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Immigration and the Imagined Community in Europe and the United States

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Abstract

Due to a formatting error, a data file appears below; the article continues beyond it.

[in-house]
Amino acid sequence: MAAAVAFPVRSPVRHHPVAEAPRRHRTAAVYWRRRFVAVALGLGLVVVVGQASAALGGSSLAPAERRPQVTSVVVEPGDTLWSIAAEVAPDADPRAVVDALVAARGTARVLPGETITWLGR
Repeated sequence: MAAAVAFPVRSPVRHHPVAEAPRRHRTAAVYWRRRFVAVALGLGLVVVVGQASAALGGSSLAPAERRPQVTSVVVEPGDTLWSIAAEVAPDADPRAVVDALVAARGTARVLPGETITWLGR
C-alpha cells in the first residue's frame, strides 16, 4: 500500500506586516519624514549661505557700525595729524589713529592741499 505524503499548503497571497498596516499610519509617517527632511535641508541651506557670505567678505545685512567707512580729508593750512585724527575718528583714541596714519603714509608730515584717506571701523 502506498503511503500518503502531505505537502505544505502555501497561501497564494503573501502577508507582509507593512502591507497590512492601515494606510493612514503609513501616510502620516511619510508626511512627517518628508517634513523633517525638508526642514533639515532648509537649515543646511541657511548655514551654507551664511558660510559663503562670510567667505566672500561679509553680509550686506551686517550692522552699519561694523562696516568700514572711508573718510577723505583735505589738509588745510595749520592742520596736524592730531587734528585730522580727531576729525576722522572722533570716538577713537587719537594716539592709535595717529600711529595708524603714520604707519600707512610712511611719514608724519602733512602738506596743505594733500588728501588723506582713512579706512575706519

Both Europe and the United States are confronting the challenges of economic and cultural integration posed by immigration. This article uses the ESS and CID surveys to compare transatlantic public opinion about immigrants and immigration. We find more tolerance for cultural diversity in the United States, but we also find that Americans, like Europeans, tend to overestimate the number of immigrants in their countries and tend to favor lower levels of immigration. The underpinnings of individual attitudes are similar in all countries and immigration attitudes are surprisingly unrelated to country-level differences in GDP, unemployment and the number and composition of the foreign born. An implication of these findings is that acceptance of higher levels of immigration, deemed by many to be an economic need, will require both more selective immigration policies and an emphasis on the cultural assimilation of newcomers.

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